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    Health and happiness are in the air

    Deborah Singerman

    We discuss healthy workplaces and healthy homes. We have economic measures of health and wellbeing competing with the more conventional gross domestic product. We even have healthy cities in the government’s State of Australian Cities 2014-15, as in “transport infrastructure, services and systems … in many ways (being) the arteries and veins of a healthy modern city”. (This reference would have been more convincing if the report had discussed how to make cities more resilient to climate extremes and more attuned to emissions reduction.)

    Ever hopeful, the Australian Sustainable Built Environment Council has urged the federal government to help “deliver policies that maximise (cities’) value and protect the ‘liveability’ we are world-famous for,” President Ken Maher pleads.

    The Green Building Council of Australia has argued for a minister for cities, with Chief Operating Officer Robin Mellon noting the continuing dichotomy between increasing density in the inner cities alongside low density growth outwards, longer commute times and the split between where people live and where the jobs, schools and health facilities are.  “It is only through best practice planning and delivery we can ensure that liveability, affordability, productivity, sustainability and health outcomes will be positive,” he says.

    Encouragingly, hospitals and public spaces engendering the joy of gathering were prominent winners of awards and commendations from the Australian Institute of Architects’ state chapters.


    Photography by John Gollings.

    The Sulman medal went to BVN’s Westmead Millennium Institute (pictured above), BVN Principal, Julian Ashton, particularly pleased the institute take “laboratory design away from dark internally focused spaces into light-filled areas with significant exterior glazing allowing views outside and a great deal more daylight in the laboratory than in traditional laboratory design”.

    Its location in Sydney’s western suburbs excited a lot of people, an effect heightened by the GPT Group’s Wollongong Central (pictured below) by HDR Rice Daubney winning the commercial architecture award, an urban design award, and a commendation for steel architecture and a lighting prize.


    Photography by Simon Grimes.

    Meanwhile, the Lloyd Rees Award went to the Wollongong City Centre and Crown Street Mall Renewal by NSW Architect’s Office, a commendation for educational architecture and the Milo Dunphy Award for sustainable architecture to the Cox Richardson Sustainable Buildings Research Centre at the University of Wollongong, and interior architecture’s John Verge Award to Bankstown Library and Knowledge Centre by Francis-Jones Morehen Thorp.


    Photography by Matt Samsom.

    In Tasmania, the Brooke Street Pier by Circa Morris-Nunn (pictured above) won a commercial architecture award, for “enlivening Hobart’s waterfront”. Morrison & Breytenbach Architects sustainable child and family centre won an award for creating a strong sense of place in a suburb of social disadvantage.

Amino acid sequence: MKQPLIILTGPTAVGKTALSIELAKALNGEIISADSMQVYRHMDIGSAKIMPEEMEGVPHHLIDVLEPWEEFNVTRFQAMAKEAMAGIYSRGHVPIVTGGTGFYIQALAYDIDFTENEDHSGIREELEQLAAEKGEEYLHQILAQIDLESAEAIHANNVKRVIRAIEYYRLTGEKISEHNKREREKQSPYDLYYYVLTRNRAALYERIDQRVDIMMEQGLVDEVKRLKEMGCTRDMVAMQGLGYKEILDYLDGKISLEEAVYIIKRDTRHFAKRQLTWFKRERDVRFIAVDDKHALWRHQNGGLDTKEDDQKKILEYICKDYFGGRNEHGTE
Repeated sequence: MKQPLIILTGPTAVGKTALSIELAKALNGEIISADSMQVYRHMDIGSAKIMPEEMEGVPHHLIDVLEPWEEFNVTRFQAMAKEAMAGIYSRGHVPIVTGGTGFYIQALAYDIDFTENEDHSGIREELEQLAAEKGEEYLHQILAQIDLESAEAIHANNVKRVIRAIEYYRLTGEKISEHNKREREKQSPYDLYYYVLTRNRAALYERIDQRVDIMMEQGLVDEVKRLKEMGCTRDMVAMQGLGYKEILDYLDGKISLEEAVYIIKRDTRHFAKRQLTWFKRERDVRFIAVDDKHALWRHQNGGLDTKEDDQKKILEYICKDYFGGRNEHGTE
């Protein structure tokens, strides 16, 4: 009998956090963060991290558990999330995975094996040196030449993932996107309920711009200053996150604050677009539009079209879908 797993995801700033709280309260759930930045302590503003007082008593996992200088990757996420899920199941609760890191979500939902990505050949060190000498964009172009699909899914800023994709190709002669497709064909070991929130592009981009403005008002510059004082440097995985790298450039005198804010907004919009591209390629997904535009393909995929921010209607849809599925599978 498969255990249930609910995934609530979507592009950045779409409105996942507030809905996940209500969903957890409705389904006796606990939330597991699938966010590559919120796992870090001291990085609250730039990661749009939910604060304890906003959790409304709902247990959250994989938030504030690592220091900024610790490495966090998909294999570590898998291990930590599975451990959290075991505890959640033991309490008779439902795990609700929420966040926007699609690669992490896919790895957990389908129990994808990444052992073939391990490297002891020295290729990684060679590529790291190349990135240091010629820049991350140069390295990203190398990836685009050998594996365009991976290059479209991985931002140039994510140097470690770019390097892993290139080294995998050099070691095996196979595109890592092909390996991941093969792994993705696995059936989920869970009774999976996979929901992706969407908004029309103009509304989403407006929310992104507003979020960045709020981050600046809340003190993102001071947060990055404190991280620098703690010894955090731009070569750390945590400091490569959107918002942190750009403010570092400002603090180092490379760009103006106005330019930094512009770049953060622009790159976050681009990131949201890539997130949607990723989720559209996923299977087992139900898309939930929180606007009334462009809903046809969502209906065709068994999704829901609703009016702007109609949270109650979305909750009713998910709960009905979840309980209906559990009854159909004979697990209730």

The jury in Victoria praised all the winning practices for “the vital role they play in our State’s wellbeing and development”. Adelaide’s public spaces dominated at South Australia’s awards, with the Jack McConnell Award for Public Architecture going to the Adelaide Oval Redevelopment by Cox Architecture, Walter Brooke and Hames Sharley (pictured below), which took it from “a picturesque sporting venue (to) a civic building”.

    Photography by Drew Lenman.

    The Fiona Stanley Hospital (Hassell, Hames Sharley and Silver Thomas Hanley) won Western Australia’s George Temple Poole Award and further accolades for public architecture, sustainable architecture and urban design. The award for heritage went to the Cancer Wellness Centre by Bernard Seeber.

    Photography by John Gollings.

    The New Acton Precinct by Fender Katsalidis Architects (pictured above) won the Canberra Medallion, as well as nods for heritage, interior architecture, sustainable architecture, urban design and art. “It is an excellent example of how architectural design can invigorate the heart of a city and make it pulse,” jury said.

    In similar vein, the Alice Springs CBD Revitalisation by Susan Dugdale and Associates won the Northern Territory’s Tracy Memorial Medal, and urban design and steel architecture awards. It provides community, environmental, indigenous heritage, and cultural aspects and, said the jury, “the potential to increase public enjoyment, vibrancy and cultural engagement and most positively shape the future of Alice”.


    Photography by Christopher Frederick-Jones.

    And Queensland’s Lady Cilento Children’s Hospital by Conrad Gargett Lyons, designed around the concept of a “living tree”, won the FDG Stanley Award for Public Architecture along with urban design and art and architecture prizes. “Its focus is to bring delight and diversion to the lives of sick children and the people who care for them,” the jury said.

    Along with all the other upbeat projects, here’s to a brighter, happier architectural landscape.

    RELATED AWARDS:
    2015 Northern Territory Architecture Award Winners
    2015 ACT Architecture Award Winners
    2015 Queensland Architecture Award Winners
    2015 Victorian Architecture Award Winners
    2015 Tasmanian Architecture Award Winners
    2015 NSW Architecture Award Winners
    2015 SA Architecture Award Winners
    2015 WA Architecture Award Winners

    RELATED PROJECTS
    Bankstown Library and Knowledge Centre
    Lady Cilento Childrens Hospital
    Brooke St Pier
    Sustainable Buildings Research Centre


    Deborah Singerman runs her own writing, editing, proofing and project managing consultancy specialising in the urban built environment and community.  @deborahsingerma

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